The average health bonus-malus coefficient derived previously is presented in Table 7 for lapsing policyholders, who are grouped by decade. Unsurprisingly, policyholders who cancel their contract have good health histories compared those of to their peers, and this difference is found to increase with age. Reclassification risk increases with seniority, and seniority also increases with age. Hence Lapsation for reasons of risk is less likely for young policyholders. Policyholders who lapse below the age of 40 are only a few percentage points less risky than their peers with respect to the three risks covered in the bundle (see Table 7 and the elasticities estimated in the section titled "Health Coverage"). Hence, reclassification risk is unlikely to be a major reason for Lapsation among young policyholders.

A detailed analysis of Lapsation behavior is provided in Table 8. We estimate a proportional hazards model for the age of the policyholder, where events are lapses. The covariates include gender, the logarithm of the health bonus-malus coefficient, and the year of risk exposure.

The elasticity of the lapse rate with respect to the health bonus-malus coefficient is negative as expected and very significant (the limit level in a test for nullity is negligible). The gender effect is small, and the calendar effects have the same shape as the gross surrender rates given in Table 1. Note that the company did not offer an alternative contract to policyholders when the portfolio was closed to new business in 1997, but it is unclear as to whether this decision was publicized or not. However, the behavior of the policyholders in the 10 years following this runoff decision shows that many of them did not behave optimally. Indeed, the runoff decision is detrimental to all the policyholders that remained in the portfolio, because of induced supplementary aging and partial funding. Middle-aged policyholders are most negatively affected by this decision. They subsidized the portfolio when they were young, and if they decide to lapse they are repaid only a fraction of their claim. If they choose to stay however, they will not benefit from subsidies provided by new policyholders. It is difficult to see why young policyholders should stay in the portfolio after the runoff decision. They would obviously find better conditions with a new contract. Yet, Table I shows that, after 1997, the portfolio is not pulled toward the "death spiral" that could have been expected after a continuous departure of the youngest policyholders. (16) This did not occur, and we believe that the portfolio reaches an equilibrium thanks to a mistaken perception of the situation by the youngest policyholders. As discussed previously, they are probably unaware of the runoff decision, nor of their position in the age distribution of the portfolio.

[FIGURE 1 OMITTED]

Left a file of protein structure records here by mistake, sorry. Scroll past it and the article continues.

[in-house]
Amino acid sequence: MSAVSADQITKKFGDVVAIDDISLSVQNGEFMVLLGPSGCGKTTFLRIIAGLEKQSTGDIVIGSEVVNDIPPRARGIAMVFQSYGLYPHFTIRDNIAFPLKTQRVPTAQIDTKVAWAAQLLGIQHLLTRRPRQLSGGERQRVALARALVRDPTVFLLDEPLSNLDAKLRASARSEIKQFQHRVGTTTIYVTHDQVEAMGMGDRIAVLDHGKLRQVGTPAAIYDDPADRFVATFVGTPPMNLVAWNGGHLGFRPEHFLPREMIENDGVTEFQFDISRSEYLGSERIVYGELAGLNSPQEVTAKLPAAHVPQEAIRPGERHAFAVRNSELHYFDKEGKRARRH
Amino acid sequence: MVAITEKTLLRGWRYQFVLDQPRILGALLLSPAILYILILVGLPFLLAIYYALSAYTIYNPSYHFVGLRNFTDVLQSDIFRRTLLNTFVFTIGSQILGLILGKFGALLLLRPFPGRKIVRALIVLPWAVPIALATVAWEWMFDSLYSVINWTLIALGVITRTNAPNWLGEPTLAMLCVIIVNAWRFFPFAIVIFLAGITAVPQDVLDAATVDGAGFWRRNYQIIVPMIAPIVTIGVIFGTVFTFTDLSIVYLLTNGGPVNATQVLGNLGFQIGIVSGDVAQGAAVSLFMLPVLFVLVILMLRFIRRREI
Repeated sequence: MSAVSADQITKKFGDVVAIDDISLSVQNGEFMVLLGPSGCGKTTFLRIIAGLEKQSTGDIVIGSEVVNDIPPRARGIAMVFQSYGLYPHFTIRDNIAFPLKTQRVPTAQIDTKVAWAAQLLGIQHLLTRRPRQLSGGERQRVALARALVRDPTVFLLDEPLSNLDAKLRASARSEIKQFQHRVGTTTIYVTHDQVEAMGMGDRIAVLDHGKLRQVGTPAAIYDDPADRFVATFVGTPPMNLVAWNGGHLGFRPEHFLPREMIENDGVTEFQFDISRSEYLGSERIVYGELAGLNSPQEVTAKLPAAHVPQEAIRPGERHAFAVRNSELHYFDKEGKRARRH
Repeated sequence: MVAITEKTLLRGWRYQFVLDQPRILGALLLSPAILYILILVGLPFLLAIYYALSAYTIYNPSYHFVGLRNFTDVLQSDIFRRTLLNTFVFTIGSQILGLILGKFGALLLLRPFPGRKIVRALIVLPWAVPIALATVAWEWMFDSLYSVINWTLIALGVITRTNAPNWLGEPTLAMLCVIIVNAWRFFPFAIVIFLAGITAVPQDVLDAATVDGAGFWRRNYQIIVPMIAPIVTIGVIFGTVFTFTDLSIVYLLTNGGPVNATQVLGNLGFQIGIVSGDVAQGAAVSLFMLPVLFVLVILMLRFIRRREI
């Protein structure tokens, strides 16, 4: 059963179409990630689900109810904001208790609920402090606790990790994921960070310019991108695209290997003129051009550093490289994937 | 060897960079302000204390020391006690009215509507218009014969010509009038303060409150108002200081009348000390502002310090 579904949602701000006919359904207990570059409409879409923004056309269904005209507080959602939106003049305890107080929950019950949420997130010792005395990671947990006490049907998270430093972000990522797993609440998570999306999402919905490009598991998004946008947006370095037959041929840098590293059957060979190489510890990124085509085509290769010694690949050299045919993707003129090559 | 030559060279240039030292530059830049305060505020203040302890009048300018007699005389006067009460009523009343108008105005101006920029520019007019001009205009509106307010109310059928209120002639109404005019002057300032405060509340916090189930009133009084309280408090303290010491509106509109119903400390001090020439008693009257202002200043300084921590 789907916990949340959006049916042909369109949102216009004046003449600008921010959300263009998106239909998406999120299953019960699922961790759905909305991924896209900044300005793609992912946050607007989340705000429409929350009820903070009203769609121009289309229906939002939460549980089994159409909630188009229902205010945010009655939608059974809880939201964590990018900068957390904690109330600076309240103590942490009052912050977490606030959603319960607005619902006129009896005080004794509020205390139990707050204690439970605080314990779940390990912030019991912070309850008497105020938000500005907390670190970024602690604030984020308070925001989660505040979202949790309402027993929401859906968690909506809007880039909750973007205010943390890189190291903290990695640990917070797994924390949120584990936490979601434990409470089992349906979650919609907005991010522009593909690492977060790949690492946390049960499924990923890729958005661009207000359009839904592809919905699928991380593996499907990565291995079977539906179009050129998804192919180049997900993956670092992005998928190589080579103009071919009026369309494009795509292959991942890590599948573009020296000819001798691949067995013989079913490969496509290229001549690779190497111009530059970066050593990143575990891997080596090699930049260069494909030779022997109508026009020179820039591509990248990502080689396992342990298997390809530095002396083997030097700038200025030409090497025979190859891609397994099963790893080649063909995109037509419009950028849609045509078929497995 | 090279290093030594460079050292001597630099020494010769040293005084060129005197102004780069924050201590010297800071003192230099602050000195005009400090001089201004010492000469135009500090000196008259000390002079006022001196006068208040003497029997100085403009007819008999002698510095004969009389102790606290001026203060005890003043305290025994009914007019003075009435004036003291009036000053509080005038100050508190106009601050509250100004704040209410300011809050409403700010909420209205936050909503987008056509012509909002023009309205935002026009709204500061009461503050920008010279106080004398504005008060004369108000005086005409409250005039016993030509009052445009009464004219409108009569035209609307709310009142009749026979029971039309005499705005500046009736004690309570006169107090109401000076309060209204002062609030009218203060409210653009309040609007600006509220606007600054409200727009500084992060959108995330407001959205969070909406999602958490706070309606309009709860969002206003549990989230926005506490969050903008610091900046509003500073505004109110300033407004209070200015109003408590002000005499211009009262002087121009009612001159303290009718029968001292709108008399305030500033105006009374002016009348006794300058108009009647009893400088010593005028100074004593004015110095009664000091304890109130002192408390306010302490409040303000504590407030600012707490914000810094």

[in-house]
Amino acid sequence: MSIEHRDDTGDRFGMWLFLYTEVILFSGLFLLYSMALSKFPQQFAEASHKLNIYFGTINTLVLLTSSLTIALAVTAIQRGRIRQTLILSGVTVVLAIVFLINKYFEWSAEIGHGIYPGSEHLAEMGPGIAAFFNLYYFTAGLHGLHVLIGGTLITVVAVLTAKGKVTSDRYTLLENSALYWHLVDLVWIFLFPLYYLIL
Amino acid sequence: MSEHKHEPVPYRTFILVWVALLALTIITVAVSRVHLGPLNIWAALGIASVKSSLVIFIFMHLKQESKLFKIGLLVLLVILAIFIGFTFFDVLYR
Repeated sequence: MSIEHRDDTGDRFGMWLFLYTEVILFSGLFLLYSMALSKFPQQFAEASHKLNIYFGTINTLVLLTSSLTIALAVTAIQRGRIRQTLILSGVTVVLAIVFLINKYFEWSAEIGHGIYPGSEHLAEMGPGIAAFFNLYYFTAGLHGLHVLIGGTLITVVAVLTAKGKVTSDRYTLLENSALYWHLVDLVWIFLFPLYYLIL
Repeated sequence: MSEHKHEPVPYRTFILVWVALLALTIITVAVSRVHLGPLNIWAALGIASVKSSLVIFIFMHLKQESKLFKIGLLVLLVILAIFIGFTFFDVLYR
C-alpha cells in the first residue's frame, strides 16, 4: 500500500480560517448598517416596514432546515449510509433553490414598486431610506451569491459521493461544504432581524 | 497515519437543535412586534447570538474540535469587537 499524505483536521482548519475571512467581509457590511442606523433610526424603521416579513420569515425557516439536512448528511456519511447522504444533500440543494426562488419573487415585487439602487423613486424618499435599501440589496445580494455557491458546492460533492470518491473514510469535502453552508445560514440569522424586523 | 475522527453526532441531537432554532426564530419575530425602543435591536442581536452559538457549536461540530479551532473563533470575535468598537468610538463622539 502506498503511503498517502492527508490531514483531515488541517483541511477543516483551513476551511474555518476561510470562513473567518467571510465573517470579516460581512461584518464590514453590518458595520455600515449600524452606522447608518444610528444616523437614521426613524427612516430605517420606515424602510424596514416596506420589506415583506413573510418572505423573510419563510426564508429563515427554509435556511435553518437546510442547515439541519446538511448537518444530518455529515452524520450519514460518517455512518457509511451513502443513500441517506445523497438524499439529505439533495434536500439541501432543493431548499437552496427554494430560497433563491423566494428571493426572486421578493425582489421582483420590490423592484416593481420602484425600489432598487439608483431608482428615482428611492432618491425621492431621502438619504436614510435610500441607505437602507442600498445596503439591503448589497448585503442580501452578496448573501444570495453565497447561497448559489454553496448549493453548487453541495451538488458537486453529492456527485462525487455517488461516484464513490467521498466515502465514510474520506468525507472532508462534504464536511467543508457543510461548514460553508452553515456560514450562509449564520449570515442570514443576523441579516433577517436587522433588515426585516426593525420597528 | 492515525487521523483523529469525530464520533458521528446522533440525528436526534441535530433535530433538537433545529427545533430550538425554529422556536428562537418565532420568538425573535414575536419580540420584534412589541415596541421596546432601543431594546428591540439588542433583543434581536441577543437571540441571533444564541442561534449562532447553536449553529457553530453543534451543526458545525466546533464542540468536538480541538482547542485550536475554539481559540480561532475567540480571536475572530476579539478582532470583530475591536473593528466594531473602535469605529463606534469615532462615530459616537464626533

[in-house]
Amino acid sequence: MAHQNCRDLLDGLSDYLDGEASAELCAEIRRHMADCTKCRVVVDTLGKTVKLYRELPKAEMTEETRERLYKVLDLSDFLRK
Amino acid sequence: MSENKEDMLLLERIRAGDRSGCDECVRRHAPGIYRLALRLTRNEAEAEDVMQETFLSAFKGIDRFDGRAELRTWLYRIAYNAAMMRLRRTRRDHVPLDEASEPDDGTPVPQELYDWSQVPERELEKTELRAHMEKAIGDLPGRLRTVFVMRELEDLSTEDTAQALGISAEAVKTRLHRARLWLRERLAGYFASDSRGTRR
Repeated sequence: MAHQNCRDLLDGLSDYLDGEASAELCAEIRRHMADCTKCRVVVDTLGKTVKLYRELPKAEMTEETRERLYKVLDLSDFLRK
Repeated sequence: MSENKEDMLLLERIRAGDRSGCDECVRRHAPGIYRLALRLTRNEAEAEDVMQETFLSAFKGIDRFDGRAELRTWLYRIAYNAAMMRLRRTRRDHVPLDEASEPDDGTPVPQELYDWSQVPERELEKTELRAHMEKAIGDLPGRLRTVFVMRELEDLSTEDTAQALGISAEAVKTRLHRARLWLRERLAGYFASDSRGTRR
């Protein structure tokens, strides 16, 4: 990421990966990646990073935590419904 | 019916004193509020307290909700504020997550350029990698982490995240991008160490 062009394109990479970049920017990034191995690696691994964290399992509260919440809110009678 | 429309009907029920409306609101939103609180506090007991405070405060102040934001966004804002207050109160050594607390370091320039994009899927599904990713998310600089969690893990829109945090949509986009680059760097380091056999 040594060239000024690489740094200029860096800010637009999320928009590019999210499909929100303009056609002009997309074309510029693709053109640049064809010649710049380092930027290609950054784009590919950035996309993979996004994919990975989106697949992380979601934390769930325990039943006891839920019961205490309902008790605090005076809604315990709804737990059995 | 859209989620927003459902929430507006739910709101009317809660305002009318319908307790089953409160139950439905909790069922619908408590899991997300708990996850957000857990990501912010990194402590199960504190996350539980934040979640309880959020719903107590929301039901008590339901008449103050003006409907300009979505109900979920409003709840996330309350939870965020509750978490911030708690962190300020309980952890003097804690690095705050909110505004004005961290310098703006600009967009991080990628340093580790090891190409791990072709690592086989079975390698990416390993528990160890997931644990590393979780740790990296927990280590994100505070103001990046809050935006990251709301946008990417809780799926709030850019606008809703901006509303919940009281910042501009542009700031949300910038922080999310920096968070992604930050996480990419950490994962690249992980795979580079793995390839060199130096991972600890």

Finally, the baseline hazard function (i.e., the continuous lapse rate derived for a policyholder with the average covariates, as a function of age) is shown in Figure 1.

Lapse rates decrease after 35 years, but there is a local peak at 65 years. Benefits are not modified in any way at the date of retirement, but the policyholders may have perceived this wrongly, which might account for this peak. (17)

The decreasing link between age and lapse rate has several explanations. First, lapse motivations induced by liquidity constraints decreases with wealth, and wealth increases with age. Second, the front-loaded nature of the contract leads to the same outcome. The losses incurred by lapsation increase with seniority in the portfolio, and younger policyholders have a lower seniority. Hence, they are less deterred by losses if they want to lapse for whatever reason. Due to the nature of the guarantees, young policyholders are more likely to switch to another contract. A sum of 1,600 euros (the average death benefit) is scarcely enough to cover the costs of a funeral, and young policyholders may cancel their policy as they redefine their insurance needs. For instance, they might switch to term life insurance if their need for family protection increases. This would be more rational than combining a whole life insurance, a health insurance and an LTC coverage, as the latter is usually bought by much older people. Let us recall that once this portfolio was closed to new business, the mutual company no longer sold this type of bundled product. Hence, a misunderstanding of the product or changes in insurance motives can also explain the high lapse rate of young policyholders. From Figure 1, these arguments supporting higher lapse rates among younger policyholders outweigh the reclassification risk argument which works at the opposite, as discussed after Table 7.

These results show that a knowledge of the structure of the portfolio or of the guarantees influences lapse rates. Long-term insurance purchasing is also particularly sensitive to an awareness of the environment, as discussed by Zhou-Richter, Browne and Grundl (2010). On the basis of a survey performed in Germany, they show that demand for LTC insurance is low due to an underestimation of the risks and costs related to ETC. The more aware adult children are of the risks and costs, the more likely LTC insurance is to be purchased, either by the children themselves on behalf of their parents or by the parents under the influence of their children. (18)

Other causes of lapsation should also be borne in mind. Table 1 shows evidence of aging in the population that lapses after the runoff decision, with a sharp increase between 2003 and 2004. This aging goes in tandem with a decrease in the lapse rate. Elderly people may lapse for reasons of health or wealth. A good state of health is more and more informative as age increases, and this is expressed in the health bonus-malus coefficient (the denominator increases with time, as it is related to risk exposure). The results in Table 7 suggest that lapse motivations for reasons of health increase with age. However, wealth arguments may also explain this trend since some policyholders may be affluent enough to lose interest in the low benefits associated with the policy. Most Spanish households own their home, and older homeowners are quite likely to have repaid their home mortgages. Thus, they are in a position to convert home equity into annuities that pay for medical expenses. Davidoff (2009) shows that if consumers can liquidate home equity in the event of severe illness, LTC insurance as well as annuities become less attractive.